The Swedish emergency system is not designed to send an ambulance in response to every call. A nurse triages the calls and makes a determination as to medical necessity. Perhaps this is another example of socialized medicine rationing care in order to save money. In the USA we send an ambulance without question for everything from gunshot wounds to hemorrhoids. And, for better or worse, health care in the USA is the most expensive in the world.

One final thought. Does anyone know why Emil's spleen ruptured? It is very unusual for a spleen to spontaneously rupture. It can happen in cases where the spleen is massively enlarged but is very rare. More often the spleen ruptures after a traumatic injury. Does anyone know what Emil reported to the nurse? Did he injure himself or was this one of those rare events?
15:45 November 30, 2011 by Puffin
this seems to me to be a prosecutor error - the prosecution could have put a wider range of charges before the court - manslaughter was always going to be tough to prove

however negligence and occupational neglience (tjänstefel) would have given the court a chance to convict
15:46 November 30, 2011 by Åskar
@krrodman

If I remember correctly the emergency service gets so many false calls that they need to have a nurse filtering them. This case reminds me of the boy who cried wolf.

As for his spleen it ruptured because of a major infection and it resulted in respiration problems which is why Emil called.
16:58 November 30, 2011 by Abe L
This is the line of work in which you are NOT allowed to make mistakes. As one of the very likely outcomes is the death of a person.

As it's also a repeated case which now resulted in death, I can not other then hope this person gets life in jail without the opportunity for parole.

Most importantly as a warning to other people who held other people's lives in their hands during their day jobs. Mistakes are not an option.
17:37 November 30, 2011 by Mark S.
I recognize that the US and Sweden have different standards, but here is the part I do not understand:

"had lost consciousness several times while he spoke with the nurse on the phone. "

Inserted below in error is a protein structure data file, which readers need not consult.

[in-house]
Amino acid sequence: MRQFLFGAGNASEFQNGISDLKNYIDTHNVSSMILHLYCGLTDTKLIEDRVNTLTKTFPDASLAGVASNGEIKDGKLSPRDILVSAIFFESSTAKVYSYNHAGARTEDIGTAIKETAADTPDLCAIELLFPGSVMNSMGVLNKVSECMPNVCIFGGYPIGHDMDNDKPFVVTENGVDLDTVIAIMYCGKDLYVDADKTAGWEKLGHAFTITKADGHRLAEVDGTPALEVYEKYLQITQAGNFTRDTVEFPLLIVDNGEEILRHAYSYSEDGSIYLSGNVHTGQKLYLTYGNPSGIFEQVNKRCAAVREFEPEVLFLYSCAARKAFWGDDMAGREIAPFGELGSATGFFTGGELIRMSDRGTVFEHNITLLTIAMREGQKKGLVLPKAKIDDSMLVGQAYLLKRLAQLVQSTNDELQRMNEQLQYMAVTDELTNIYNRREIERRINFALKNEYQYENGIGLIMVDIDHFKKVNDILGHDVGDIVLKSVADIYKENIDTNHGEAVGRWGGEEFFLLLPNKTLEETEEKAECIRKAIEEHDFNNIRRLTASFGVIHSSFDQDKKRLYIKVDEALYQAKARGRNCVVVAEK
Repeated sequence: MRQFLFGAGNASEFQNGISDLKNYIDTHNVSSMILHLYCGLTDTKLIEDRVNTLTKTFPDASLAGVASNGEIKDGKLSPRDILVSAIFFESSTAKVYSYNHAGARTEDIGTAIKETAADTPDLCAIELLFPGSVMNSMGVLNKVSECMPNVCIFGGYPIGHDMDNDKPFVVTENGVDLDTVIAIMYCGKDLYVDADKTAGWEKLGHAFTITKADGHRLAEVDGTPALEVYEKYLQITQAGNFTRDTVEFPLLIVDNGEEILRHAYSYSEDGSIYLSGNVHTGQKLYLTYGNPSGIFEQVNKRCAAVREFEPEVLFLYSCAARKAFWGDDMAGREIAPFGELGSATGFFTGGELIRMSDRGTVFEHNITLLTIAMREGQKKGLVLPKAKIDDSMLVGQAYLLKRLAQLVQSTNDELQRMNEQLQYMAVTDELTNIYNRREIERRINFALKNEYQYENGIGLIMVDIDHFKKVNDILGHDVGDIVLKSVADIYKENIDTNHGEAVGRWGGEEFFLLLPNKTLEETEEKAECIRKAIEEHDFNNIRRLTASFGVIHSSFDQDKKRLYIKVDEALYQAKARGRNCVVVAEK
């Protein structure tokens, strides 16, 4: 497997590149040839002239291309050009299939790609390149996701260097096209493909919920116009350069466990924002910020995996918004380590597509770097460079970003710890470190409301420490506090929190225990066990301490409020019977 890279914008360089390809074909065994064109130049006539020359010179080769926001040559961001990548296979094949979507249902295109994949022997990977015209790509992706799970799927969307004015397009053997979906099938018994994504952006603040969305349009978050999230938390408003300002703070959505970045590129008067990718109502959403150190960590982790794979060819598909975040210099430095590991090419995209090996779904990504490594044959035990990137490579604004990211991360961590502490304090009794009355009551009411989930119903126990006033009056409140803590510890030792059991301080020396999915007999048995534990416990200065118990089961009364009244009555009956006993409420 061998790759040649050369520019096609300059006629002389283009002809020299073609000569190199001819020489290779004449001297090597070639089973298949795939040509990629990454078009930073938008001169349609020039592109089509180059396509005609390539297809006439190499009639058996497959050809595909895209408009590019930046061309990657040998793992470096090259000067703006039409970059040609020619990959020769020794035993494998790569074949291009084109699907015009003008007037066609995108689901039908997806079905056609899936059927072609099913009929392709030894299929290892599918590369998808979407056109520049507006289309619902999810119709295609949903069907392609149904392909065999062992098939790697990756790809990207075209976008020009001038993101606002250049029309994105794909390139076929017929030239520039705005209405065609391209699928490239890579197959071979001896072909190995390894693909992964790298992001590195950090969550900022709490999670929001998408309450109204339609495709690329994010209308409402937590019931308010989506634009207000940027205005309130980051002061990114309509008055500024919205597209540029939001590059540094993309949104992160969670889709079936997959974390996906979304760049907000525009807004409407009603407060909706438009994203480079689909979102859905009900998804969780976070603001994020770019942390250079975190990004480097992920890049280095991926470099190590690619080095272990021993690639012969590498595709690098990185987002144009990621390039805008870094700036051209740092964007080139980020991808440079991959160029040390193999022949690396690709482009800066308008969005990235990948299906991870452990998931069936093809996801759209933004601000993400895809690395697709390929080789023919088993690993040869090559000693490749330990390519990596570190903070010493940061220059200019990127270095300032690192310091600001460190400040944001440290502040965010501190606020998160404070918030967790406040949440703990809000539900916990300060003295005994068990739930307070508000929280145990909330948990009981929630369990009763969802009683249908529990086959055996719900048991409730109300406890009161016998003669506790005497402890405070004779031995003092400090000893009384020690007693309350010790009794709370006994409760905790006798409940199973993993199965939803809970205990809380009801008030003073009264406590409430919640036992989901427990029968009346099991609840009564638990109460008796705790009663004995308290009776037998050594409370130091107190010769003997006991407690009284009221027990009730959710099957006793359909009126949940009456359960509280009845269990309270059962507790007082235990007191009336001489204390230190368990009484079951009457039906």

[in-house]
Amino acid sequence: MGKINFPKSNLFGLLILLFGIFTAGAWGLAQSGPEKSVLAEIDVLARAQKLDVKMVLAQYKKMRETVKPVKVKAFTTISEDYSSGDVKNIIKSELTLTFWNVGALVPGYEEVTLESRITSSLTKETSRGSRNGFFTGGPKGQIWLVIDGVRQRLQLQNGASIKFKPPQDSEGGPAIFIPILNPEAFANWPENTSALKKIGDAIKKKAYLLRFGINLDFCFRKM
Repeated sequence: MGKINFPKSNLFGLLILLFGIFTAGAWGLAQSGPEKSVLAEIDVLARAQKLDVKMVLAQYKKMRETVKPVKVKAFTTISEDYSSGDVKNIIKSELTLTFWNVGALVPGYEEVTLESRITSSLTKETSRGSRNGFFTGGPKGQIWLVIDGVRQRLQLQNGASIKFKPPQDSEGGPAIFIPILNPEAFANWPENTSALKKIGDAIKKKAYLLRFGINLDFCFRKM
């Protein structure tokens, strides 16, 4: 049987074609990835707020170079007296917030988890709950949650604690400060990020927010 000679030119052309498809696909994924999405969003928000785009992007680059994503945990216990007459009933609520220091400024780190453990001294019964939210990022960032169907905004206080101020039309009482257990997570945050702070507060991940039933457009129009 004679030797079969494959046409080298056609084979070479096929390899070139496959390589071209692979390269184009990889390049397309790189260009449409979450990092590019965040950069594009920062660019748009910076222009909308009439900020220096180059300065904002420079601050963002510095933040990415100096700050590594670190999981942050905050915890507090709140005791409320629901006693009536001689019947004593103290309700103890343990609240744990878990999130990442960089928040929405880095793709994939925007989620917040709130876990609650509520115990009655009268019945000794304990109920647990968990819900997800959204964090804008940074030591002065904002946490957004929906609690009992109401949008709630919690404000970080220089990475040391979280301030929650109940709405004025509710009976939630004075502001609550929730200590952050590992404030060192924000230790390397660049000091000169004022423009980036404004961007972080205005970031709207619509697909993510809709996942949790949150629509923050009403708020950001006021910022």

Is losing conciousness while calling for help not considered a medical emergency in Sweden?
21:30 November 30, 2011 by krrodman
@abe L

As a practicing physician for 30 years, I am intrigued by your claim that medical professionals are "NOT" allowed to make a mistake. If life were only so simple. The first thing we need to do is to define what a mistake is. Sounds simple, but it not so simple. We can all agree that it is an horrific mistake to cut off the wrong leg. That one is easy. What about this? Is it a "mistake" by your standards to operate on a patient with abdominal pain secondary to presumed appendicitis only to find out that the appendix was normal and the patient had pain secondary to a viral condition called mesenteric adenitis? What if I were to tell you that there is no test that can distinguish with 100% certainty between appendicitis and mesenteric adenitis? A surgeon understands that because of diagnostic uncertainty there must be "unnecessary" surgery. Is that the kind of "mistake" that you are talking about? And to take it one step further, while it is extremely rare, healthy patients die under anesthesia. So we know, statistically speaking, that at some point in time a patient will die during "unnecessary" surgery. What do you propose to do to the health care professionals involved? Put them in jail for life because "mistakes are not an option"?
21:39 November 30, 2011 by RobinHood
Fortunately, for many of the posters above, being an idiot is not a crime in Sweden. Oh to be one of them, not a mistake made between them. Perfection personified!

The criminal courts are for prosecuting criminals, not persecuting negligent nurses.

Some people here want to see the entire Swedish medical profession banged up. Every doctor and nurse ever have messed something up.
22:06 November 30, 2011 by Svensksmith
Krrodman, thanks for bringing the voice of reason and experience to these medical discussions. I would be curious to know what your opinion(s) are on:

1. Socialized medicine

and

2. What can be done to "fix" the high costs of medical care in the US?
00:37 December 1, 2011 by swenrika
Ooooopsie....

Two wrongs do NOT make a right...

A life was lost and an incompetent nurse is blame free. Oopsie.